I simply have to add something to this thread (thanks for putting me onto it Ray). I can describe a lap of Hume Weir from first hand experience.

I used to be great mates with a guy called Simon Mullumbee, who's dad worked for Bob Jane. Bob became his guardian after Simons dad died so I hung around that pit a fair bit.

There was a day at Hume Weir that I remember as one of the most exciting (and terrifying in another sense) i have ever experienced. I was about 10 years old and Bob had just won the main Touring car feature in his Trans Am Mustang. Simon and I were congratulating him and he said "Jump in boys and we'll have a ride". Simon was in the back hanging on to the roll bar and I was in the front hanging on to whatever I could.

We started off near the finish line, which from memory was after where they started (from a kind of chute). We should have known what we were in for when Bob put his helmet back on - he bagged it up and accelerated flat chat down the "dogleg" type front straight, the nose of the 'stang seemingly straight up in the air and the engine noise deafening. That straight then narrows to a small right hand hairpin followed by a quick left hander. The nose was still high in the air as this turn approached and I was thinking "****, we are going to DIE". We were way past the point of what I considered safe when Bob slammed on the anchors and the hood sunk as fast as it had risen and he threw the car into a tyre-frying opposite lock. Bob had an amazing, unique driving style, almost wearing the steering wheel on his chest and at this point he had his head so horizontal it was poking out the window as he literally wrestled the thing sideways all the way through this tightest of tight corners. Just as soon as this seemed "almost' under control at the apex of the corner, down slams the gas pedal again and the car's bonnet again lurched skyward (how the short-in-status Jane ever saw what was happening under acceleration is beyond me). Anyway, we hurtled through that turn and down the back "dogleg" left straightaway at about 130mph, as Bob would later tell us. This "straight" led into a kind of half-circle loop and after the obligatory both feet brake slam past the point of no return, Bob drifted the Mustang all the way around that loop, winding the wheel back and forth to get some semblance of control. It was then full-noise again down another short "dogleg" section under a bridge to a looping but tightening apex left then a tightish right back onto the main straight. Naturally these were negotiated in the same manner. My friend Simon hadnt seen much after the first turn, being flung to the seat and unable to get himself back up - he was white with fright when he got out. My eyes had nearly popped out but it was one hell of a thrill that not many can lay claim to - a lap at effectively race-speed with Bob Jane. And, as any of his competetiors will tell you, he was one helluva driver.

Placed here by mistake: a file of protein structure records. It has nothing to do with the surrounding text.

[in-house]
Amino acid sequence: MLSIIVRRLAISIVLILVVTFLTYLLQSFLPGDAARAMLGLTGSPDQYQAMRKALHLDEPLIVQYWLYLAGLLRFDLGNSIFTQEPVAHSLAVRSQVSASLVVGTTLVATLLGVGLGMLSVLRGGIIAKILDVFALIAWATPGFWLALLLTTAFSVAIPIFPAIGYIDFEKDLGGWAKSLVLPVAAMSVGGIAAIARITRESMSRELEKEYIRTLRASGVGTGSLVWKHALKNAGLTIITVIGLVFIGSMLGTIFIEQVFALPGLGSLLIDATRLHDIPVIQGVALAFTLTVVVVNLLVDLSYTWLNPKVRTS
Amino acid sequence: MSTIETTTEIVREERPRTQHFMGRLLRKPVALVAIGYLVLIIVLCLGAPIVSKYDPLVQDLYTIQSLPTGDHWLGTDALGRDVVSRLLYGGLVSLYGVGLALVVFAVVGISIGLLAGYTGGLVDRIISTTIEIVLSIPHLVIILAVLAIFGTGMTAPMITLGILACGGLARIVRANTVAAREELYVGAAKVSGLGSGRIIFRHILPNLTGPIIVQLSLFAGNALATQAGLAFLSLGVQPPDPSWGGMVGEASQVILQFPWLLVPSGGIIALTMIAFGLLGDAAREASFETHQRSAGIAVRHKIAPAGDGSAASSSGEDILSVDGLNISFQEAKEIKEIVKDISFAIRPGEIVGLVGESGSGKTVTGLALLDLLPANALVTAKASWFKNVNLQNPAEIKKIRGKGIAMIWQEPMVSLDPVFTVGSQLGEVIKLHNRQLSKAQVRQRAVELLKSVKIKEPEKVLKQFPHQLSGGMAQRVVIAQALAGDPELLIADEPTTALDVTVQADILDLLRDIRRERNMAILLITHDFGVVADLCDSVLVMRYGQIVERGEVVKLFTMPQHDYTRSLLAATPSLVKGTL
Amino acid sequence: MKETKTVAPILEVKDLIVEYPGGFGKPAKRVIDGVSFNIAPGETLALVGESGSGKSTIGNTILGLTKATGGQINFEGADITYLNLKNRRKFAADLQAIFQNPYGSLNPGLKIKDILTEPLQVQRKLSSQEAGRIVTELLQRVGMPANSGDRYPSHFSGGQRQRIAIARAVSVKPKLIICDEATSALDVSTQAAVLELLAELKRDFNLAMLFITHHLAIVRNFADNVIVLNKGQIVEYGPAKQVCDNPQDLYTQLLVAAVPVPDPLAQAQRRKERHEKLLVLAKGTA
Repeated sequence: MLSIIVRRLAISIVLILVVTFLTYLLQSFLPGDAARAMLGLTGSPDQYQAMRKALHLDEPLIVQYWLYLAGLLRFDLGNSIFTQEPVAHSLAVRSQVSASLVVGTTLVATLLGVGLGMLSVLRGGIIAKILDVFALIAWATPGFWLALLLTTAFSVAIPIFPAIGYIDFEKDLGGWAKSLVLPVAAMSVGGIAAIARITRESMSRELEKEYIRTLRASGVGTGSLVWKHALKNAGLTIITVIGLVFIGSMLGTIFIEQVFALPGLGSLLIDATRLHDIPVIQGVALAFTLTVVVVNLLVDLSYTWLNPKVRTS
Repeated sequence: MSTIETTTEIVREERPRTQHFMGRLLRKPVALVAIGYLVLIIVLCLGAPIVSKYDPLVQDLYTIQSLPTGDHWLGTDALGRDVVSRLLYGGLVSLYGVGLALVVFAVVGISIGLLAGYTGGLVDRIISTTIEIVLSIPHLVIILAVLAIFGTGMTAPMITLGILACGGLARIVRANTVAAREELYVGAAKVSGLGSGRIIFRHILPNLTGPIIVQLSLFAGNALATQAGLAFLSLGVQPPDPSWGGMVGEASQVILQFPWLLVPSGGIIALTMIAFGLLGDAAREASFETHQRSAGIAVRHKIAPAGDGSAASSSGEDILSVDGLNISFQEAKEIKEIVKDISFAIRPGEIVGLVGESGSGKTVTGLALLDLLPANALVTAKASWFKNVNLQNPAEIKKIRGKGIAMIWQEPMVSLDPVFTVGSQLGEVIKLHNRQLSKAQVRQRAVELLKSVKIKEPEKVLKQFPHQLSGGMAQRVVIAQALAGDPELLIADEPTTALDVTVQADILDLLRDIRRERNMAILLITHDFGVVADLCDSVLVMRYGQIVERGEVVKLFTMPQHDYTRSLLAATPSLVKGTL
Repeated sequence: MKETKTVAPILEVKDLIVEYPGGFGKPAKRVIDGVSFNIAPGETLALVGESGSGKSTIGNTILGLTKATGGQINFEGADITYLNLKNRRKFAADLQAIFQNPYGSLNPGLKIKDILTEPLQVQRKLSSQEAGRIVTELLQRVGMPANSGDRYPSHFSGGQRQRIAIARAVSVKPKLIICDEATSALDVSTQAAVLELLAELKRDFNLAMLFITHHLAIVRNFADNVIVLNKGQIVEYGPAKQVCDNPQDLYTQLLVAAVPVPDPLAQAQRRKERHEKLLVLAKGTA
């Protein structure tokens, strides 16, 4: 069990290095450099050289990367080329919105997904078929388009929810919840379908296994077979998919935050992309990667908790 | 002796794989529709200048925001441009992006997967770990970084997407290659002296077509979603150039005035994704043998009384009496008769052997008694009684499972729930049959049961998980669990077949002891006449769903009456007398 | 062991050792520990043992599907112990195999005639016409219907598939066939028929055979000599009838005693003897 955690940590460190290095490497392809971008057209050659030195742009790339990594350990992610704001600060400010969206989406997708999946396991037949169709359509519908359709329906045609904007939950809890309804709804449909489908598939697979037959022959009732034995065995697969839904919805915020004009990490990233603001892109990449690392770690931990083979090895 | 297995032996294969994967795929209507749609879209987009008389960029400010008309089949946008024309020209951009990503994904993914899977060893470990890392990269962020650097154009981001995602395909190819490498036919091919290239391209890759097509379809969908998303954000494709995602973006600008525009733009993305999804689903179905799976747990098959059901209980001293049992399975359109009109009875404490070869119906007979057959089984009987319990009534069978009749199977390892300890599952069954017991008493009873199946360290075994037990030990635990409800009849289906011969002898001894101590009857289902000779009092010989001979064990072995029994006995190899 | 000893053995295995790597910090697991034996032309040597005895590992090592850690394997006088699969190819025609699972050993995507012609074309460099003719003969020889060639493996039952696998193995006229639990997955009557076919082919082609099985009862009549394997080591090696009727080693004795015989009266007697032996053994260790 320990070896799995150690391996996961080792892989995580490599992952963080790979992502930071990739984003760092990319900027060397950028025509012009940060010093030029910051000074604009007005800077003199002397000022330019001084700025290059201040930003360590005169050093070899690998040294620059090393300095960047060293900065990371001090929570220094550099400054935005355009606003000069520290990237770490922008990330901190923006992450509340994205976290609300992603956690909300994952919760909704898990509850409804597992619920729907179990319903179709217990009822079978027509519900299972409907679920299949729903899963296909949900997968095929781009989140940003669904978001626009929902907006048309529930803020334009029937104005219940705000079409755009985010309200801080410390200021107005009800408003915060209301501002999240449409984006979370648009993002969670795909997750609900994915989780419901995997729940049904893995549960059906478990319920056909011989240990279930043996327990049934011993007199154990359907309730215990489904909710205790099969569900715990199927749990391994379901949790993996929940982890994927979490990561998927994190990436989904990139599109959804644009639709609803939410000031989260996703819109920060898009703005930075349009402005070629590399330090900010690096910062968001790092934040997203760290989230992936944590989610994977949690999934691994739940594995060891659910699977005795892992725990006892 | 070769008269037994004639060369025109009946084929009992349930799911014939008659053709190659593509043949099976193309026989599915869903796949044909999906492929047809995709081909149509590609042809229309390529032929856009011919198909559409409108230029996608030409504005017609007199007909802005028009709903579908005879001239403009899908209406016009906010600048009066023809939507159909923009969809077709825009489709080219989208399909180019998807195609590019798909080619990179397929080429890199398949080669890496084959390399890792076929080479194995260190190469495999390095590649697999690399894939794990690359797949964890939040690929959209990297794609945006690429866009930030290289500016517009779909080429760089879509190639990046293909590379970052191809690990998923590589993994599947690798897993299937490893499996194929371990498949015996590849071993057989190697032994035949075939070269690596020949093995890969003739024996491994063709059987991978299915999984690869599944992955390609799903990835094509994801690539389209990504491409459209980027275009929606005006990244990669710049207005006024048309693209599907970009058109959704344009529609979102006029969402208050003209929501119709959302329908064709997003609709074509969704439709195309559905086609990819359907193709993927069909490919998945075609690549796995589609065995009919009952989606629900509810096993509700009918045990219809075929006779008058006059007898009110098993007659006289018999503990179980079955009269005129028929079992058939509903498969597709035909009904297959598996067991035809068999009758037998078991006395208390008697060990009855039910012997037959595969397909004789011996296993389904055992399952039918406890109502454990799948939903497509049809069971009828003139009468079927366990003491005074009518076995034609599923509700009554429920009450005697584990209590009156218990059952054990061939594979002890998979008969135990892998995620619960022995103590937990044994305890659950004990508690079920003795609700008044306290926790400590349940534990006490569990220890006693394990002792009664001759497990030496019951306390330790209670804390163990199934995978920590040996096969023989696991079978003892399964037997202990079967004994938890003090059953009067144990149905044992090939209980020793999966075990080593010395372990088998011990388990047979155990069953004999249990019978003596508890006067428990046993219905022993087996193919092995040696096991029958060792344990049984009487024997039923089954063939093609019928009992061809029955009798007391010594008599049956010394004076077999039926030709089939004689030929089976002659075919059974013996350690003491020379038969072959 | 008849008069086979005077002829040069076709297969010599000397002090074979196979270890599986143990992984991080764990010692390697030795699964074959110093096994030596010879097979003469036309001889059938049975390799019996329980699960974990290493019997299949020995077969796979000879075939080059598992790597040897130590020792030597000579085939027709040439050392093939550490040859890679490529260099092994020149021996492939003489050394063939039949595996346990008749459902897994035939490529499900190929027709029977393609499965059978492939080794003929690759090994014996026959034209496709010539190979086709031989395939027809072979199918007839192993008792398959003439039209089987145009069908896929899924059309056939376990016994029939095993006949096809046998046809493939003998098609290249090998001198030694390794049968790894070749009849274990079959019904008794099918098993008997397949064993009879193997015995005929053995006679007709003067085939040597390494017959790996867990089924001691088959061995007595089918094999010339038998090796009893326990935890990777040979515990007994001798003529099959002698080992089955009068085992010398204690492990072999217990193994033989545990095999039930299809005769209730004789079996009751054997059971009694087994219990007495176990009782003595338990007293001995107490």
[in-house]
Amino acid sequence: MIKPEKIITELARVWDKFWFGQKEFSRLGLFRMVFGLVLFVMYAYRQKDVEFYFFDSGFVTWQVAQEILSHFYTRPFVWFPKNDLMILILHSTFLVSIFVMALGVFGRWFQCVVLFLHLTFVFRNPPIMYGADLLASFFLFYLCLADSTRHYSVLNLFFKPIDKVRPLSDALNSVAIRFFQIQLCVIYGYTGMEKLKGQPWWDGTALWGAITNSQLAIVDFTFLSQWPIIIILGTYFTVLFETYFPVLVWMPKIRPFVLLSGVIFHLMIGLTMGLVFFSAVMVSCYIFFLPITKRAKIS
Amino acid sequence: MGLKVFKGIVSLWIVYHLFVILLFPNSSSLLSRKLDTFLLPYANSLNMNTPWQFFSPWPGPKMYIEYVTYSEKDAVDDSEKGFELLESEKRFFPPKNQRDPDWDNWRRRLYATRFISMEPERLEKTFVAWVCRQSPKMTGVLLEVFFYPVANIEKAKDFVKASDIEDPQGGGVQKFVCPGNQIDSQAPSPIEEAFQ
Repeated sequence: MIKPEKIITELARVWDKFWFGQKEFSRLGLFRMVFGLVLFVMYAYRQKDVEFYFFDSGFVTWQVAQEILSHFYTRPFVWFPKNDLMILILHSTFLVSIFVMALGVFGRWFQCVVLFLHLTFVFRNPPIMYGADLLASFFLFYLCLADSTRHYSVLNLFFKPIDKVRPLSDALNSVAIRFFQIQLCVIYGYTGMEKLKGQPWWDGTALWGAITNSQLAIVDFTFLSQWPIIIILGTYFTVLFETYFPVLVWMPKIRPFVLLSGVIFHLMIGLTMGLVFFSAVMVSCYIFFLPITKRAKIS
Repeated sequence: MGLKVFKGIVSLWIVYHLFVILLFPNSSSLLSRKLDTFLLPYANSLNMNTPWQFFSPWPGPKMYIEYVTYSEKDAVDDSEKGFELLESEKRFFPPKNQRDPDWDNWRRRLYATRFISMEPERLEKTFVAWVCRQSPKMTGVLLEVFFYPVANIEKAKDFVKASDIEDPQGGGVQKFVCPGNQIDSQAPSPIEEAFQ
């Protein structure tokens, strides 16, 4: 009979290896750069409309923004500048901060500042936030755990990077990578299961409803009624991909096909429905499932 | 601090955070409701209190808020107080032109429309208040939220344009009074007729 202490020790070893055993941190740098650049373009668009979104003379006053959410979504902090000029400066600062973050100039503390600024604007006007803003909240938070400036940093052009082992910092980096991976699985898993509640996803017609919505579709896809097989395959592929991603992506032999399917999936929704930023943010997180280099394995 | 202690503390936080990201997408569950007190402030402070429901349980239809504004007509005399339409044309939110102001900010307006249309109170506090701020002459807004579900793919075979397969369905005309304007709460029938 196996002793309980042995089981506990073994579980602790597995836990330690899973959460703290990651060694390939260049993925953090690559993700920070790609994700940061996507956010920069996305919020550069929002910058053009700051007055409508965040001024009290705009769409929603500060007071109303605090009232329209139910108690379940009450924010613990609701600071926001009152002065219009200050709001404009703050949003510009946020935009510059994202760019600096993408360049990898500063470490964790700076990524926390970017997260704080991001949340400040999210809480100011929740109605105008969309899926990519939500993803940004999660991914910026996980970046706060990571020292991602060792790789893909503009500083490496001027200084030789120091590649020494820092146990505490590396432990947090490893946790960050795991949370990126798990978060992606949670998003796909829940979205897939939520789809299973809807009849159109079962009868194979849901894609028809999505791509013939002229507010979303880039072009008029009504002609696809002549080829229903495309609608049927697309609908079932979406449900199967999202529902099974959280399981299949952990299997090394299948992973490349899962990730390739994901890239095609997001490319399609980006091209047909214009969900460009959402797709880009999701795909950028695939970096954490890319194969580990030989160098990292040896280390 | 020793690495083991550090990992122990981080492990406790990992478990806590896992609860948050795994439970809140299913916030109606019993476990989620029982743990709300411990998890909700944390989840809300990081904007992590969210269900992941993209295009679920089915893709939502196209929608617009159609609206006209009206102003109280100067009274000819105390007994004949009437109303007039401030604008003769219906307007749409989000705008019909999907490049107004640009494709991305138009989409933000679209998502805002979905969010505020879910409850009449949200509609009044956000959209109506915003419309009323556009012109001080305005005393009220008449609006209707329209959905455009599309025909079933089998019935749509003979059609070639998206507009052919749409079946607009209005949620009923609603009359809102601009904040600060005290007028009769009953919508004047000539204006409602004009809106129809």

#42 deeks6

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Posted 22 February 2004 - 04:28

Oh, by the way, Adrian has the original program for this meeting and was commentating that day so I'll get him on the thread if anyone's interested. I was about 3 at the time so I don't remember much! From memory, his best mate (and family friend) Bryan Thomson was driving a Cooper that day.

#43 Ray Bell

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Posted 22 February 2004 - 10:50

Bryan Thomson had the supercharged Cooper Climax about 1964 or so... the Mustang came mid-65 for the earliest version...

#44 eldougo

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Posted 23 February 2004 - 05:56

:lol:
:rotfl:
:wave:
deeks6 ---------- and I was thinking "****, we are going to DIE". :up: Great story i laughted all